This is the second edition of Marcus Gray’s definitive encyclopaedic guide to R.E.M., one of the few intelligent bands capable of regularly packing stadiums. Conceived as a comprehensive reference source for the diehard R.E.M. fan rather than the usual sycophantic rawk biography, It Crawled from The South features self- contained and cross-referenced chapters on every aspect of R.E.M.’s career. From their origins, early demos and cover versions through to decryption of Michael Stipe’s wilfully enigmatic lyrics, overviews of R.E.M.’s videowork and the band’s dabbling in politics, Gray has produced a fascinating work which isn’t limited in appeal to R.E.M. fans alone.
Gray wrote the first edition of It Crawled From the South while on the dole in Newcastle Upon Tyne. With the book’s subsequent, unexpected success, he has avoided the easy option of appending a few extra pages at the end and slapping a “Revised and Updated” sticker on the front. Instead, the entire book has been overhauled – old chapters have been condensed, coverage of new albums Automatic For The People and Monster included and an index added. All this might be mere confirmation for some that this is a trainspotter’s guide to R.E.M, joylessly cataloguing every b-side and oddity. Yet while there is a lot of information which will appeal to such sad individuals, Gray has been canny in his arrangement of the material. If you don’t want to know about R.E.M.’s alter egos or songwriting chronology, you can simply skip the chapter.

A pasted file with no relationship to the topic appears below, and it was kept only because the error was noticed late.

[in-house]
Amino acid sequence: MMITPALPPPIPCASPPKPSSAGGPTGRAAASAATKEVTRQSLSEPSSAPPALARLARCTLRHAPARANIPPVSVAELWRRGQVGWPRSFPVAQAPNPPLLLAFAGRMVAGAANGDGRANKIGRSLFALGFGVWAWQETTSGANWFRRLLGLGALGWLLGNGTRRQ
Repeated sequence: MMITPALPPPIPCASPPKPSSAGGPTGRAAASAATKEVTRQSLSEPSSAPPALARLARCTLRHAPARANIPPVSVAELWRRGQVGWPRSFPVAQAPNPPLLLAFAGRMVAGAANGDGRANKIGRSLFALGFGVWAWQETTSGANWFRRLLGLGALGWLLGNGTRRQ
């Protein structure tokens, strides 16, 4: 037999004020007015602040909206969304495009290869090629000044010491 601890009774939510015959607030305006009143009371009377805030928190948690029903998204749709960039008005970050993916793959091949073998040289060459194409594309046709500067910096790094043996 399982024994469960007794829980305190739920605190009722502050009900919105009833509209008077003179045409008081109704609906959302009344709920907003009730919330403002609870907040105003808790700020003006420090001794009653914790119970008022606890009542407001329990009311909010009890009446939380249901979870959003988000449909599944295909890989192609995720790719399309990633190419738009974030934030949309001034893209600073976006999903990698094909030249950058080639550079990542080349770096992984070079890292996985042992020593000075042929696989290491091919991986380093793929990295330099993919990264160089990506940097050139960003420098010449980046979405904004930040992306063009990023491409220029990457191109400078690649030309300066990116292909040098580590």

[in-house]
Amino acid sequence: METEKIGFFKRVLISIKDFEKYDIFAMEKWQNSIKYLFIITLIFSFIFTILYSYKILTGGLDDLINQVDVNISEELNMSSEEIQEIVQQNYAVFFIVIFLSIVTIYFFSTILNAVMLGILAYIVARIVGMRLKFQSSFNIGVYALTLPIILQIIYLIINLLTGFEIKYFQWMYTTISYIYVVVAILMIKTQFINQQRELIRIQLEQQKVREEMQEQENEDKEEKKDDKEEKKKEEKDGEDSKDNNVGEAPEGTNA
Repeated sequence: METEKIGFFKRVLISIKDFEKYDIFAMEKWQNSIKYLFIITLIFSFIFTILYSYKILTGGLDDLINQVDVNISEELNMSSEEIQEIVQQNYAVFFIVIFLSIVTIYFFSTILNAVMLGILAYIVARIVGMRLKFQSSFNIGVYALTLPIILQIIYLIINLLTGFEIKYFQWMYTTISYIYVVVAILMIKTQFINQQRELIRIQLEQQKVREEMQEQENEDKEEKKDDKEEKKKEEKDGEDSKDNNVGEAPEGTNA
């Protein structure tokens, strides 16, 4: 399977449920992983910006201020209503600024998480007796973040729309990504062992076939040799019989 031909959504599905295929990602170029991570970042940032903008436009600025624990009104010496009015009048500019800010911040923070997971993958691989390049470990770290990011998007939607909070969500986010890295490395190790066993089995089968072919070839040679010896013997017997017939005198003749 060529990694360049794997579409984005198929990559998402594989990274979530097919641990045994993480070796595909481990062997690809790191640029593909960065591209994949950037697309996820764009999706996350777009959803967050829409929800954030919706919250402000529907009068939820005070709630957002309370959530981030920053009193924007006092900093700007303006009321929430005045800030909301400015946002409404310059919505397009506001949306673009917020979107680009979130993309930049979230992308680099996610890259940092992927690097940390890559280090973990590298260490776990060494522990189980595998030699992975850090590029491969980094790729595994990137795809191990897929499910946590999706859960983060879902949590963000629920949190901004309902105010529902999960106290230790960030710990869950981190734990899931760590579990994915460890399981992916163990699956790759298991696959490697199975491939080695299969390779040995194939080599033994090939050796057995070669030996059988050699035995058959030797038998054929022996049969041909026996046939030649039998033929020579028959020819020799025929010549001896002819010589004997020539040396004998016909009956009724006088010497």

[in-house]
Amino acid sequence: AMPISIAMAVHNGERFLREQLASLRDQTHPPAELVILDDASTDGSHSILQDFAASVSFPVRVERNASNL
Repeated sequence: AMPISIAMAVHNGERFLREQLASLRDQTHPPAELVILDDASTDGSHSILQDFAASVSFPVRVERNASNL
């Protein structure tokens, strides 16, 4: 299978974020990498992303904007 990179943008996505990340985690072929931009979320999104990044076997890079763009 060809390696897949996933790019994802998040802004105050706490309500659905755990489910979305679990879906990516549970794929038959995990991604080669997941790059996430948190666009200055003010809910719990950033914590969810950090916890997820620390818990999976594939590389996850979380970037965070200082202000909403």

Moreover, Gray’s writing style is something any biography writer would kill for; clear and simple without sacrificing complexity and detail. Coupled with an obvious enthusiasm which manages to remain critically detached, Gray’s prose makes his subject interesting, whether or not you are particularly interested in R.E.M. themselves. If you have a love of pop trivia, then the chapter concerning the recording of R.E.M.’s various albums yields some brilliant gems:
“The bizarre squawking noise preceding ‘Superman’ is made by a cord-pull Godzilla doll picked up by the band on their visit to Japan in November 1984. Translation: ‘This is a special news report: Godzilla has been sighted in Tokyo Bay. The attack on him by the Self-Defence Force has been useless. He is heading towards the city. Aaaaargh!'”
Similarly, Gray is not afraid to apply the joys of English sarcasm to the idiosyncrasies of his American heroes:
“Peter Buck says the orchestral-sounding multilayered electric-guitar solo on ‘Drive’ is his tribute to Queen’s Brian May. ‘It’s a Les Paul through a big Marshall amp, overdubbed six times and picked with a coin. I know Brian May uses some kind of English sixpence that’s probably three thousand years old, but I just used a dime.’ Unfortunately it was Queen’s bass player John Deacon who used the sixpence, but it’s the thought that counts…”
Perhaps the most interesting chapter of Gray’s book is “The Weight Of the World’ which concerns R.E.M.’s forays into politics in the wake of their international success. This section gives first hand evidence as to the variable impact and effect of celebrities using the media and their own fame to fight “issue” politics. Covering their work with Amnesty and Greenpeace as well as their involvement in the 1988 and 1992 presidential elections, Gray provides a survey which says as much about the influence and status of contemporary music as it does about R.E.M.’s activities.
There is only one question left unanswered by Marcus Gray and that is: what is it that drives people to produce books like this? The sheer effort and sacrifice required to write something this comprehensive and coolly self-collected is mind-boggling. It’s a fine idea for a book….